2. Austen was the seventh of eight children. She had six brothers; James, George, Charles, Francis, Henry and Edward, and one older sister, Cassandra, who she adored.
3. Jane and her sister were sent away to boarding school in Oxford and then in Southampton when they were quite little. Unfortunately in Southampton they both caught typhoid fever and came very close to death. They later went to a school in Reading.
4. At least two of her novels had different working titles: Sense and Sensibility was originally titled Elinor and Marianne, while Pride and Prejudice, was originally titled First Impressions.
5. An early version (sent by Jane's father) of what would become Pride and Prejudice was turned down by publishers in 1797.
6. Jane's books were all first published anonymously in her lifetime, simply under the title 'By a Lady'. At the time there was a question of respectability for ladies to 'earn' a living, and indeed women did not have the legal power to sign contracts. Any woman wishing to publish at the time had to get a male to sign for her - in Jane's case, since she was not married, her brother Henry stepped in.
7. Persuasion and Northanger Abbey, were published in 1817, right after Jane's death, and for the first time her name was credited to the works.
8. Jane's nephew published Memoir of Jane Austen in 1870.
9. Naturalist Charles Darwin was known to be a fan of Jane's works, and knew them by heart.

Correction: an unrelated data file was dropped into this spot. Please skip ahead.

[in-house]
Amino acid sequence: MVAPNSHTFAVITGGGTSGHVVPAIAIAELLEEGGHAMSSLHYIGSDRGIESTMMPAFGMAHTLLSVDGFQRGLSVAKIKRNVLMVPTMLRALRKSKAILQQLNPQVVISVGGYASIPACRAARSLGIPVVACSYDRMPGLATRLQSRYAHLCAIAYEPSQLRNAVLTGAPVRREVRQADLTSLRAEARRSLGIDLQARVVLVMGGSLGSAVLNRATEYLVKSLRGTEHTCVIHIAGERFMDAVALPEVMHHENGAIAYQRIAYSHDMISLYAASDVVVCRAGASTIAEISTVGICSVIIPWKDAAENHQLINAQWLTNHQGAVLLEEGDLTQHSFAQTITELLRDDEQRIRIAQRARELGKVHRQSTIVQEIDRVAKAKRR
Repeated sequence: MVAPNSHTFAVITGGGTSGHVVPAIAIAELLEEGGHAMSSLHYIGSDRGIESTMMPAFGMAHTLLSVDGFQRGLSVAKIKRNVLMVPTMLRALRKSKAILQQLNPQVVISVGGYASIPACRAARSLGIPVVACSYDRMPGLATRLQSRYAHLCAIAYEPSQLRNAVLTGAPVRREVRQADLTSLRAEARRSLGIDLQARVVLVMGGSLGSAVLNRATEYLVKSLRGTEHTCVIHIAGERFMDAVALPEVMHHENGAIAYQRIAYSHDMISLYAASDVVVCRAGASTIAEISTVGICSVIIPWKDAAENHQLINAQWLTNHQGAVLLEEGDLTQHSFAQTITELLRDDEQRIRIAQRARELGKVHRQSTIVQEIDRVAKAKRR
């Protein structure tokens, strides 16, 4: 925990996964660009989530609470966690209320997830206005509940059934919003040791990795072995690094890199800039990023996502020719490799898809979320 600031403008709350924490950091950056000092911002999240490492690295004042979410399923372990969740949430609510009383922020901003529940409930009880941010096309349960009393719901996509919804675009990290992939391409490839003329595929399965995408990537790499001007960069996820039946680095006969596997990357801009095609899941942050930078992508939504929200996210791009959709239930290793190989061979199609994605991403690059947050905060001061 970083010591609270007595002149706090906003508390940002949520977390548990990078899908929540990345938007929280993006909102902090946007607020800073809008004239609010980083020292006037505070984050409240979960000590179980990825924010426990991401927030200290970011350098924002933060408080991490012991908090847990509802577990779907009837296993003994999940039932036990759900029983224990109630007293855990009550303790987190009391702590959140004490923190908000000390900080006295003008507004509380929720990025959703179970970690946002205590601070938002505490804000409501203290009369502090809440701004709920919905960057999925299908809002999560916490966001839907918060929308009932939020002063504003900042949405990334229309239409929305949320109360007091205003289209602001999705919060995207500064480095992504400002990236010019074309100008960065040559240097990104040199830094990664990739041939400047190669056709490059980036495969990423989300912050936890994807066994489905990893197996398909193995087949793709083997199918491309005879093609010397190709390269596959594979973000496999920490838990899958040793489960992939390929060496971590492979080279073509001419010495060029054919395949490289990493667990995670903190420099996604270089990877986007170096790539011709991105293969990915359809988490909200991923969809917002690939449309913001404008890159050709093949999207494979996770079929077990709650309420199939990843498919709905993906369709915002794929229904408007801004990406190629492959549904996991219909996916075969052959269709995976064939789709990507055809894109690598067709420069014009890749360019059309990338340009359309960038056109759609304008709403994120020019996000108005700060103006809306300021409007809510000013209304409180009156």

10. Jane Austen earned nothing until she turned 35, when she published her first work - Sense and Sensibility.
11. After receiving the first print of her second novel, Pride and Prejudice, Jane referred to it in a letter to her sister as her own "darling child".
12. Life got tough for Jane when her father died in 1805. Financial security was no longer guaranteed for the female members of the household; and it was for this reason that they spent a number of years moving around, staying at the homes of various family members and other rented homes. No wonder the little cottage in Chawton felt like a relief, a secure place for Jane, her mother, sister and friend Martha Lloyd, to settle, and importantly, for Jane to write.
13. Austen's final piece of writing was a poem, "When Winchester Races", which she dictated to her sister Cassandra three days before her death. One word was thought to have been amended later, changing the original rhyming couplet word 'dead' to 'gone'.
14. After her death Jane's sister Cassandra destroyed many of the letters written by Jane. There are just 160 left surviving.
15. Jane Austen is buried in Winchester Cathedral. Jane's burial place is an exception to the rules of the time. To be buried in a cathedral you typically need to be Royalty, a politician, aristocrat or an 'exalted' person in her lifetime (she was not very famous during her life). The reason for this? Her brother Henry's connections. He managed to secure a grave for her on short notice. Her memorial gravestone was written by her older brother James and does not mention her achievements as a writer, only the “extraordinary endowments of her mind.”